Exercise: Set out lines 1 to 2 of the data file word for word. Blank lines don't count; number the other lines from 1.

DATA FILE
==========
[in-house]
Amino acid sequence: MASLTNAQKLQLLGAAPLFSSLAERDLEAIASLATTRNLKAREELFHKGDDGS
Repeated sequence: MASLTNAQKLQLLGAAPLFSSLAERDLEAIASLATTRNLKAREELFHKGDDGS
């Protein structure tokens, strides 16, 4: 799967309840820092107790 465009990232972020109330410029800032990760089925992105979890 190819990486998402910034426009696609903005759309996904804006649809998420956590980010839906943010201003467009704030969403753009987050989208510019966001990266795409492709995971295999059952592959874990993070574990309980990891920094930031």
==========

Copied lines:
[in-house]
Amino acid sequence: MASLTNAQKLQLLGAAPLFSSLAERDLEAIASLATTRNLKAREELFHKGDDGS